Why did the chicken cross the road?


The other day someone asked why the joke “Why did the chicken cross the road?” is supposed to be funny. That’s a good question, and to answer it we need to ask why jokes are ever funny in the first place.

The root of humour is surprise. The setup creates certain expectations in the mind of the listener, and the punchline violates those expectations. That’s surprising, which is funny.

There’s more to it than just surprise, of course. Any random sentence following a setup would be surprising. You could say “Because the octopus released a multi-platinum hit single,” and that would be surprising, but that doesn’t make it funny. But if it’s going to be funny, it has to be surprising. A joke is never funny if you see the punchline coming.

Once we get the idea that a joke is supposed to be surprising, it opens the door to meta-jokes. If you start with an obvious setup, the listener is now expecting a punchline. If you don’t deliver, that’s surprising in itself. That’s why the chicken crossing the road is funny.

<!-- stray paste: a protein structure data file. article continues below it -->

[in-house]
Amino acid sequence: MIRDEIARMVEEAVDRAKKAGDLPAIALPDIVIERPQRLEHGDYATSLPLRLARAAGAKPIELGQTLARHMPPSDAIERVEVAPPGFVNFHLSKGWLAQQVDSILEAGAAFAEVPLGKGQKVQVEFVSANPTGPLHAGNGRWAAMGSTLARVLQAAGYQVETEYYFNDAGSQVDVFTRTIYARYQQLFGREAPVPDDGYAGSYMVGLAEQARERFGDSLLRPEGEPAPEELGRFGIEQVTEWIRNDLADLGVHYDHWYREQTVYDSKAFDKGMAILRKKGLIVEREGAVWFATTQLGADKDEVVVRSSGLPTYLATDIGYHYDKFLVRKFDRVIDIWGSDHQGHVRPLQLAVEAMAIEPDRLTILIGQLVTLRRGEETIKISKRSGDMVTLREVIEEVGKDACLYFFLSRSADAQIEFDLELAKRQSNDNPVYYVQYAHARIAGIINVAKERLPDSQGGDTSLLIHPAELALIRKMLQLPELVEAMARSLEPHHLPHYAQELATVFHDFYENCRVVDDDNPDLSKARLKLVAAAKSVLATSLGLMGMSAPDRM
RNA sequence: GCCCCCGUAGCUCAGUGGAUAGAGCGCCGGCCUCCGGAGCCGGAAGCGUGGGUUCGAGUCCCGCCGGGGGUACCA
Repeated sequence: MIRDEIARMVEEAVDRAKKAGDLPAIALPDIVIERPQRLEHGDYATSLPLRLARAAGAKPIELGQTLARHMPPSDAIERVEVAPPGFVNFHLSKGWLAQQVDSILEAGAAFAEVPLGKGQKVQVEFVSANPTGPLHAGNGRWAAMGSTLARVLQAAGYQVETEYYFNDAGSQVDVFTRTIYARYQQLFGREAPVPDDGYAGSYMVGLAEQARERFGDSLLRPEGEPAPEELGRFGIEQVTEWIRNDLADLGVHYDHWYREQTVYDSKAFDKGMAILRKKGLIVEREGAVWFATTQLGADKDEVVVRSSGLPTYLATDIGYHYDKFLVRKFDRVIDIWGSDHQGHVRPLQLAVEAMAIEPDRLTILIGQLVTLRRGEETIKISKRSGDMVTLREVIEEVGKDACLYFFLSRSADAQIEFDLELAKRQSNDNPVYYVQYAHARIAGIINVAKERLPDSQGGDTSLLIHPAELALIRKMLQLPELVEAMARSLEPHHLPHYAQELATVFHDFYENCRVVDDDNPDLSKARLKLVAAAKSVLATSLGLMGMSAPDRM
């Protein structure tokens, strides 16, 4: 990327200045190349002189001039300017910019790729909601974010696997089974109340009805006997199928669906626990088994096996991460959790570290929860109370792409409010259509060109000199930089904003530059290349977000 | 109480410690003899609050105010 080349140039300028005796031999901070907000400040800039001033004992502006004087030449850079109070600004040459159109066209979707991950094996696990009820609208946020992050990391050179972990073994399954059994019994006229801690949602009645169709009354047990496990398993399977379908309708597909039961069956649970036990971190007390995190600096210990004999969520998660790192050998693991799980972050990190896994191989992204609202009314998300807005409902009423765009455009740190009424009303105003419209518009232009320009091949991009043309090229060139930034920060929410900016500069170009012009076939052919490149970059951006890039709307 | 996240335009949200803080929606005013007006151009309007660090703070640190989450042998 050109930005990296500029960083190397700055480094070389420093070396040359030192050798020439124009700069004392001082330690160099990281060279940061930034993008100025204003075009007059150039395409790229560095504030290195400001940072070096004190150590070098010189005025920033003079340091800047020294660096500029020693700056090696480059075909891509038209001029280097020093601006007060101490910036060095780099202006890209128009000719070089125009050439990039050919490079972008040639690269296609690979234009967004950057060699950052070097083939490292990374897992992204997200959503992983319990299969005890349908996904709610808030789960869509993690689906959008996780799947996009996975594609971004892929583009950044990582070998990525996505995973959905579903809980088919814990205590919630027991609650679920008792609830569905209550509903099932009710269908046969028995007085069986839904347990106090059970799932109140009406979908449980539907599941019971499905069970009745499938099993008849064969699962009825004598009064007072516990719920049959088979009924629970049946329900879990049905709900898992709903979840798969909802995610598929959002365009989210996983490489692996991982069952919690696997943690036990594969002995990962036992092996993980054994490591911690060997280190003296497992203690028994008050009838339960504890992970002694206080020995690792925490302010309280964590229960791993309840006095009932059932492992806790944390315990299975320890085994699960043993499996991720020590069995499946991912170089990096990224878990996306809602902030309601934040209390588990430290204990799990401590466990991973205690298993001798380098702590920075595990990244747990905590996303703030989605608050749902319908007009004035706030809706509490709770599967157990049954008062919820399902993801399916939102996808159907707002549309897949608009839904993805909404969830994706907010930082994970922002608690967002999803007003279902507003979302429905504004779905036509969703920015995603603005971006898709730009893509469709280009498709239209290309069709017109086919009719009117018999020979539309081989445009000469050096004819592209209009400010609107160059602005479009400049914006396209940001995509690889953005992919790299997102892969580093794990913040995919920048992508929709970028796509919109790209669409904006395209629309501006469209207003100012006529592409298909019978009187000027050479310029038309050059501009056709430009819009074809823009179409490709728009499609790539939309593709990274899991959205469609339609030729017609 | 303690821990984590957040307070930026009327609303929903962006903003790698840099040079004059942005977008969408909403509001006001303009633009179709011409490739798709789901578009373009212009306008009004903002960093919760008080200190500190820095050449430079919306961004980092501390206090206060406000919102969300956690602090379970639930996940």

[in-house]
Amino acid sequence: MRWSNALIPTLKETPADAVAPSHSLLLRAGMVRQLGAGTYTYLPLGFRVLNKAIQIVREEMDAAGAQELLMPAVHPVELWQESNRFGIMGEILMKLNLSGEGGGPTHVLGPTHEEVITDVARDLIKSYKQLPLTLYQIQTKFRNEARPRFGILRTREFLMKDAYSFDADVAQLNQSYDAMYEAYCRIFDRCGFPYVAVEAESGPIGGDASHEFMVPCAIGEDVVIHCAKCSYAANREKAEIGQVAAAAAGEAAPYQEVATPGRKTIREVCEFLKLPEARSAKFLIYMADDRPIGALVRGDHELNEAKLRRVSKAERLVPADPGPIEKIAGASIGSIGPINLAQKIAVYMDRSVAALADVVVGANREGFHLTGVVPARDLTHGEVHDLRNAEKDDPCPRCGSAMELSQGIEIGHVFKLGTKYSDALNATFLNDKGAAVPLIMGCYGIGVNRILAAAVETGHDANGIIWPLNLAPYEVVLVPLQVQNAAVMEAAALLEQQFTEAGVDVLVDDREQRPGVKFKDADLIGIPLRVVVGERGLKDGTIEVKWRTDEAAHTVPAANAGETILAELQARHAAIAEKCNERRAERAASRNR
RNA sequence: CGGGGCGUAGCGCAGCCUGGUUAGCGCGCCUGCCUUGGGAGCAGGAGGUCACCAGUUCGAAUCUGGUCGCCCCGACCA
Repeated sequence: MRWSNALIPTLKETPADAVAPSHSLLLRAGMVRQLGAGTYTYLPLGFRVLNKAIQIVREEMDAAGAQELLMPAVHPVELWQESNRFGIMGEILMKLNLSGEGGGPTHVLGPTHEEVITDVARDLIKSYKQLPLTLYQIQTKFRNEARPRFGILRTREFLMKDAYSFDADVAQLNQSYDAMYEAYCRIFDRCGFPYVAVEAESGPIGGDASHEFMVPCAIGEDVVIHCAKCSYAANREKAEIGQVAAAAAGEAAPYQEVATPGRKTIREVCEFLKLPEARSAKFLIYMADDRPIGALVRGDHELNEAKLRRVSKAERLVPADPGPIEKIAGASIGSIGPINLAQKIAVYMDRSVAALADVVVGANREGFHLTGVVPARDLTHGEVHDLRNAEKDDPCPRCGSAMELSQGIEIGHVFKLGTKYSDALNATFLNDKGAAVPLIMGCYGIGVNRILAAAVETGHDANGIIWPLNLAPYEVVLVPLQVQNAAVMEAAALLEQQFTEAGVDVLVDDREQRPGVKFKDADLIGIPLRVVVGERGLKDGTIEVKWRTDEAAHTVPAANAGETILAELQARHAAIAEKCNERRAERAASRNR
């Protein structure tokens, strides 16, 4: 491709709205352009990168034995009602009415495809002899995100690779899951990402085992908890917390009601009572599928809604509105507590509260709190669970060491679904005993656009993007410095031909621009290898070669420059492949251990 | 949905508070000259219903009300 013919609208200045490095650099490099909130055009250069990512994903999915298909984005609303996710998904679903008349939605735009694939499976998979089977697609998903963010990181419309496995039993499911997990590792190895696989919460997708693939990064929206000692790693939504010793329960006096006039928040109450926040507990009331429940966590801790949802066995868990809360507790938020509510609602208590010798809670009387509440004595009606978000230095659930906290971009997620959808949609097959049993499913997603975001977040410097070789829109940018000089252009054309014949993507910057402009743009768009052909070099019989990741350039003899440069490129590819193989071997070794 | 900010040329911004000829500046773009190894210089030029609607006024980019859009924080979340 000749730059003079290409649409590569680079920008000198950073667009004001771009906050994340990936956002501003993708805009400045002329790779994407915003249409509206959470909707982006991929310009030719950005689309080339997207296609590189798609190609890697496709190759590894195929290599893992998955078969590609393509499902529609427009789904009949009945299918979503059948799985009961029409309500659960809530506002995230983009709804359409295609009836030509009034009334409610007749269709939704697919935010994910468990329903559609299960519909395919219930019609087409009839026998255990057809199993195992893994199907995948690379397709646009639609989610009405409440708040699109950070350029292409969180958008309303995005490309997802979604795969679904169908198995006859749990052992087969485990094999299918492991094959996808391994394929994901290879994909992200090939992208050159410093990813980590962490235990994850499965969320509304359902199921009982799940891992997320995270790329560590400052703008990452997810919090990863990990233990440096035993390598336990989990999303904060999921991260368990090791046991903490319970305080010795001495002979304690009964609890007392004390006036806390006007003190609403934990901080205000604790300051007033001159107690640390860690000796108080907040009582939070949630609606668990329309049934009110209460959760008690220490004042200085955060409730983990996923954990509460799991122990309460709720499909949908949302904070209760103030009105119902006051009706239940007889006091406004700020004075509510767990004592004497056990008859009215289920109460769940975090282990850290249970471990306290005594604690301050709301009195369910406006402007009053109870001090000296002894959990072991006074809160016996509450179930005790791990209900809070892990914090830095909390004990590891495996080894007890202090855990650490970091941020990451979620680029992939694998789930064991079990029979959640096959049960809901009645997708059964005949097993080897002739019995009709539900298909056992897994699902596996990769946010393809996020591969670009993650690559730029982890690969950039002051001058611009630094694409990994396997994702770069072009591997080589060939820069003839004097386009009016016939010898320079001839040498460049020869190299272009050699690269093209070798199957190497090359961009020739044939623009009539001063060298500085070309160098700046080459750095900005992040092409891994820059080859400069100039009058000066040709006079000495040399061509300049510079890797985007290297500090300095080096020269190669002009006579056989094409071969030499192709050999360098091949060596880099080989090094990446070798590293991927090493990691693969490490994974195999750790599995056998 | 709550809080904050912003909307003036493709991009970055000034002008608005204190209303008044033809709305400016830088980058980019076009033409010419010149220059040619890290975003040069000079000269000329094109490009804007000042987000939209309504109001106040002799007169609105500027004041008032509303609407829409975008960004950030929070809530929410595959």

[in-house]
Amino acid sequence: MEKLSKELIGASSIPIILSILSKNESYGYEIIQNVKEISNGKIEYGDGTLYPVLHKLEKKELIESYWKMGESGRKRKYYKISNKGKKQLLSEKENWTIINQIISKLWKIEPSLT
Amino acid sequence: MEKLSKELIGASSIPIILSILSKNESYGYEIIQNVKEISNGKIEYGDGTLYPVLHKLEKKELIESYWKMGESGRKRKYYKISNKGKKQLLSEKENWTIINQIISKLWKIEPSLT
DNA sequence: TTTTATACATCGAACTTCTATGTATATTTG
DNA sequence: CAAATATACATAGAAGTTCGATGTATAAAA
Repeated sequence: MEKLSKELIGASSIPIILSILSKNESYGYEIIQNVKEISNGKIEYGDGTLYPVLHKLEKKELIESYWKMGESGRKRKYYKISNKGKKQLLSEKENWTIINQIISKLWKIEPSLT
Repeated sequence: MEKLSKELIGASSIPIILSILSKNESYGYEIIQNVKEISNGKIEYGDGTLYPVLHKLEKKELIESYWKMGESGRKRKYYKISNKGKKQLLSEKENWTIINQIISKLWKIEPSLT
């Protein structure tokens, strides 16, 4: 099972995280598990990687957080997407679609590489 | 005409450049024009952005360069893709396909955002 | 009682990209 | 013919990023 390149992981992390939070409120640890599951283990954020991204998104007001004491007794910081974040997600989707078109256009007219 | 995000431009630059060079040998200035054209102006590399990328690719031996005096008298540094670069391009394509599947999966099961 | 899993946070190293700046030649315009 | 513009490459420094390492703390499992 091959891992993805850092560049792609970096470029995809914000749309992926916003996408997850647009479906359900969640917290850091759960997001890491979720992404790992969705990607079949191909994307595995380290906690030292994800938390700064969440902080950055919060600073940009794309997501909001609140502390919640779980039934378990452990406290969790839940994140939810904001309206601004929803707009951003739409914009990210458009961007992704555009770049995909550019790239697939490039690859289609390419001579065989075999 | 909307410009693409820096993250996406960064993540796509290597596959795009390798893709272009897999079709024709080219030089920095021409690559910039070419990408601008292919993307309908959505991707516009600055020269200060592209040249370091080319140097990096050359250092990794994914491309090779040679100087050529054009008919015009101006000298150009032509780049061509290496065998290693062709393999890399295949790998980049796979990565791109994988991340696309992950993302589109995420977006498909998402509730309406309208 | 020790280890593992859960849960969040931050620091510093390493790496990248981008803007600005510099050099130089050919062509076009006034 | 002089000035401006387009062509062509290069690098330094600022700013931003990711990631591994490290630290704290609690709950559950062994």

I compared it to the old dad joke “Q: Where were you when the power went out? A: In the dark.” It sounds like a joke, but it isn’t. Which is surprising, which weirdly makes it funny, so it also is a joke. Get it?

Okay, so it’s not that funny. Nobody ever said that this was the pinnacle of joke-telling. Jokes about chickens crossing the road date back to the 1840s. In terms of joke technology this is like banging rocks together to make fire. It’s not exactly Curb Your Enthusiasm.

But that’s why it’s supposed to be funny. And now that I’ve explained it, it never will be again.